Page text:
HSBC purchased the UK arm of Silicon Valley Bank (SVB) for £1 following the collapse of the parent company over the weekend due to a bank run, following concerns about SVB’s financial health.
The move comes following a frenzy of activity over the weekend involving the UK Government, The Bank of England and the Prudential Regulatory Authority (PRA) to protect the 3,000 UK clients who have deposits with SVB UK.
SVB UK is a leading investor in UK tech firms, with an estimated $6.7bn in deposits and £5.5bn in loans and has invested in numerous companies over the years including HelloFresh and MoonPig.
Many of the firms who have deposits with SVB UK are below the £85,000 threshold that is covered by the financial insurance scheme, meaning that they are not covered.
Unlike many other banks, SVB’s main customers are businesses, who use funds from the bank to pay their staff and run their businesses. So, given the tech sector’s crucial role to the UK economy and future growth, the UK Government had to act swiftly.
The collapse of SVB, the Californian-based bank, was triggered by investor concerns about its balance sheet. These investors withdrew their money out of SVB, starting a run on the bank. Following this, SVB was taken over by the Federal Deposit Insurance Corporation (FDIC).
SVB’s collapse is the biggest US bank failure since 2008 and was not the only collapse of tech finance over the weekend.
Signature Bank, the cryptocurrency lender, closed on Sunday. Signature had $89 billion in deposits. 90% of these deposits were not insured by FDIC at the end of last year according to a regulatory filing. The FT reports that roughly a fifth of its total deposits were related to digital assets, as of December 31.
Following the collapse of SVB and Signature, the Federal Reserve announced a series of emergency funding measures to ensure that banks can meet the needs of their depositors.
Yet, the question on the minds of analysts and regulators, is how did this happen?
Why did SVB Bank collapse?
SVB was the sixteenth largest bank in the United States and rose in prominence in recent years with deposits growing from $115bn in 2020 to $212bn in 2022 according to The Financial Times.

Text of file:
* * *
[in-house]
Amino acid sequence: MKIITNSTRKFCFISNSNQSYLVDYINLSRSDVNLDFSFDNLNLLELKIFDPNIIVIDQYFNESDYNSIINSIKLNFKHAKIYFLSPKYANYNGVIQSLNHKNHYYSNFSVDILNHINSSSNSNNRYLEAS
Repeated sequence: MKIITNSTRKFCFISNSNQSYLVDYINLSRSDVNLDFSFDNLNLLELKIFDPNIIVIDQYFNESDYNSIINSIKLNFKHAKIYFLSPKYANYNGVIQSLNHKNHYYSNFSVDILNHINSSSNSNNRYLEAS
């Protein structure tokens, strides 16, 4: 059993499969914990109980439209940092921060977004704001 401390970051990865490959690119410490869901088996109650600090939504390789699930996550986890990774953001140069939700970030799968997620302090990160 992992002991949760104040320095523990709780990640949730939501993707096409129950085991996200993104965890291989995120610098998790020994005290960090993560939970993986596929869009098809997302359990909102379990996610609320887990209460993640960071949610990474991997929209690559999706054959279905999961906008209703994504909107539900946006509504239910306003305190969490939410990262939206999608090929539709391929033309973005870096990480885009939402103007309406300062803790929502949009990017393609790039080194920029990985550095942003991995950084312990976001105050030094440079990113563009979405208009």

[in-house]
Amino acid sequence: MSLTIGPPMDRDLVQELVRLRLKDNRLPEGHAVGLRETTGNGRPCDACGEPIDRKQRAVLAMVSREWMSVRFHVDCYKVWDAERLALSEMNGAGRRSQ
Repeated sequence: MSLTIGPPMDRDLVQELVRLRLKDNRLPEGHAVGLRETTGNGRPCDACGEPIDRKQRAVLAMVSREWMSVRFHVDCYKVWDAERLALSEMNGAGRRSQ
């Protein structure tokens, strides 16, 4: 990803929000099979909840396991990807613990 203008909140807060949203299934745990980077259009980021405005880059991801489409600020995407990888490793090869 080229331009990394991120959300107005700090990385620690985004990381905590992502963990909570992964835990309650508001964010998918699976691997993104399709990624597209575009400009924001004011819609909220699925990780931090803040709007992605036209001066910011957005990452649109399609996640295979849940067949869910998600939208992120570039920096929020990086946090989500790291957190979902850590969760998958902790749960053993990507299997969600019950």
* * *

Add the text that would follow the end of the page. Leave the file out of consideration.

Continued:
The bank is regarded as a large investor in the technology sector, which has experienced a dramatic boom, thanks in no part due to the ultra-low interest rates that global economies have enjoyed since the 2008 financial crisis.
However, many analysts believed that this growth was unsustainable. For example, 96% of SVB’s deposits were not covered by the FDIC insurance policy, which guarantees deposits up to $250,000.
Following a prudent investment strategy, SVB invested depositors' money in long-term fixed rate Government bonds. This is considered the gold standard for investment, given the security of Government bonds but would leave them susceptible to future interest rates.
This is exactly what happened last year, when central banks included the US Federal Reserve, raised bank rates in response to the surge in inflation caused by the Russia-Ukraine conflict.
These financial losses forced SVB to become reliant on Federal House Loan Bank for San Francisco for funding, generating $15bn of outstanding loans by end of the 2022, compared with none the previous year before.
“We consistently see that before banks get in trouble, they struggle to access market-based sources of financing and increase their reliance on the Federal Home Loan Bank System”, said Kathryn Judge, Professor at Columbia University speaking to the Financial Times.
Furthermore, SVB’s collapse was in part aided by regulatory changes in the US in recent years that eased the rules for smaller lenders regarding capital and liquidity requirements.
The 2018 rollback of the Dodd-Frank act, that was passed in the wake of the financial crisis, exempted some banks with assets of up to $250 billion from Fed’s toughest supervisory measures, including stress tests as well as capital and liquidity requirements. The FT reports that Greg Becker, SVB’s chief executive testified to the Senate, asking lawmakers to increase the asset threshold below which “significant regulatory burdens” would not apply.
This was followed by new rules in 2019 with the Fed approving lighter regulations for all but the biggest banks. The decision was taken because large regional banks were regarded as not being a systemic risk to the system, thereby not requiring the same level of scrutiny as major banks.